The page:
With no reason to assume the state’s $3 trillion economy would be on the brink of collapse, Newsom at the time called for expanding the state’s role in attacking a number of vexing issues, including wildfires, the housing shortage, and the ever-escalating homelessness crisis. He also included money to expand medical coverage to undocumented immigrants, over $500 million to help for a minimum wage increase and asked voters to pass a $4 billion bond to fight climate change.
Five months later, the budget-busting pandemic and an monthslong statewide lockdown have combined to torch Newsom’s vision, halt 118 months of consecutive job growth and jeopardize the record surplus Newsom inherited in 2019.
“To be clear, this budget required some tough decisions and more work remains ahead. But they were necessary steps for keeping California on firm fiscal footing while we continue to meet the Covid-19 challenge, protect vital services and our most vulnerable communities, and build a strong fiscal bridge to a safe, speedy economic resurgence,” said Newsom.
The crafting of recent budgets had been relatively undramatic thanks to voters’ decision to lower the threshold for passing a bill from two thirds to simple majority in 2010, along with the continued dominance over state politics by the Democratic Party. For example, Newsom’s predecessor Governor Jerry Brown negotiated multiple budgets during his last term with Democratic supermajorities in both the Assembly and state Senate — and also managed healthy surpluses.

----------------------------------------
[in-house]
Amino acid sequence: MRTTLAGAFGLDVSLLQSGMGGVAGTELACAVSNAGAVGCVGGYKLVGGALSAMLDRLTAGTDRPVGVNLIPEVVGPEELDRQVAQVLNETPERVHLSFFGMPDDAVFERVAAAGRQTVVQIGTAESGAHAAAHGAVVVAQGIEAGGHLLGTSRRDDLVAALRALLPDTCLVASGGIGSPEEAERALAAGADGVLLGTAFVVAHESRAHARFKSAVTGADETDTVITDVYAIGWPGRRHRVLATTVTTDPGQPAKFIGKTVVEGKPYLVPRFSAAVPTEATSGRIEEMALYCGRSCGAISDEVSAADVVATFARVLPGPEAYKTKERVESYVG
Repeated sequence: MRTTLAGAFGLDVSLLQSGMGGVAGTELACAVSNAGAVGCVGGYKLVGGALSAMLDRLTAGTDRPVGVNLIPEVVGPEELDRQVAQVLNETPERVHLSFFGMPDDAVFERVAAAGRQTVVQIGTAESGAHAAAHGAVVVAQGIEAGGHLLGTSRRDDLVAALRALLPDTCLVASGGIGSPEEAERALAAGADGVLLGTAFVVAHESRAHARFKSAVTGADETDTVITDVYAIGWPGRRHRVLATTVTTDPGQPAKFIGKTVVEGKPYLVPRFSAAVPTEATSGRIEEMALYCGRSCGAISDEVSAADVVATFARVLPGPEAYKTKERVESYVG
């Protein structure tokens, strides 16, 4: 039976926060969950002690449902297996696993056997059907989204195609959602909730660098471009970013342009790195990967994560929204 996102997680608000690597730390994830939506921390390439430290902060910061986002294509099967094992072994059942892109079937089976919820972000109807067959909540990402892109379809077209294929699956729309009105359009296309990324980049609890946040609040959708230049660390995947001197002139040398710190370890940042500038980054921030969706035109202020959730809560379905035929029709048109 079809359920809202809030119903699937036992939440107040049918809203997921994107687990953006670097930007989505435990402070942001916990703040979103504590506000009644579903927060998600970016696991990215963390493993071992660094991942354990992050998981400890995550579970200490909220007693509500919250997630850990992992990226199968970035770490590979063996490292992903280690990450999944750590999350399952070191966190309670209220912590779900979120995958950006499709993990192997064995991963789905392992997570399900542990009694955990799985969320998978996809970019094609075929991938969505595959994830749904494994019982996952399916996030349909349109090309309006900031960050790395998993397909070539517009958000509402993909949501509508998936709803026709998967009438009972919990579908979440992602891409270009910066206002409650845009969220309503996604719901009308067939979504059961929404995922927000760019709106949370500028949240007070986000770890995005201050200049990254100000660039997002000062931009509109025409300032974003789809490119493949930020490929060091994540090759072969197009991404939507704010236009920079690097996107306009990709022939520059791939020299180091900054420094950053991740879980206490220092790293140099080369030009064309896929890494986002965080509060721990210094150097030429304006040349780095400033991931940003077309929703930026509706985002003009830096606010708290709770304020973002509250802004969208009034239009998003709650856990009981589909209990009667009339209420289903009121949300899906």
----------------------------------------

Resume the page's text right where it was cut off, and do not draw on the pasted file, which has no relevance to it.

While Newsom, also a Democrat, has been afforded the same supermajority luxury during his first two years, he’s been dealt a sharp economic downturn and a Legislature determined to protect social programs and education spending.
In January, Newsom’s office was predicting another year of healthy tax returns and his first draft assumed a $5.6 billion surplus. But with the state and country suddenly mired in recession, Newsom issued a revised budget two months ago that included $14 billion in proposed cuts, including a potential for a 19% decrease in K-12 funding.
Newsom acknowledged the cuts would be devastating for schools already struggling to comply with new social distancing requirements, but claimed they could be avoided if Congress and President Donald Trump sent the state more pandemic relief.
But the governor’s proposal drew immediate criticism within his own party and two weeks later the Democratic-controlled Legislature responded with a vastly different spending plan.
Lawmakers contended the draconian cuts could be avoided and their plan banked on more federal assistance arriving by October.
They also proposed protecting education funding by deferring payments and instead allow schools to dip into reserves or borrow to backfill the money. In exchange, the state would make up the delayed payments in coming fiscal years, a method deployed during the Great Recession. Lawmakers also pushed back on the sweeping pay cuts for state workers and called for raising taxes on companies that carry out the state’s Medicaid program.
The governor, Senate President Toni Atkins and Assembly Speaker Anthony Rendon didn’t immediately provide any details regarding the deal. Newsom has until the end of the month to make any additional changes and ink the 2020-2021 spending plan.
Newsom dodged various questions from reporters seeking concrete budget information, saying only that more details would be provided in the coming “hours and days.” He concluded by noting the shrouded plan won’t pull the state out of the throes of the recession immediately.
“This is a multiyear framework, we’re not solving for everything in one calendar year,” said the former San Francisco mayor. “We have a lot of work to do over the next few years.”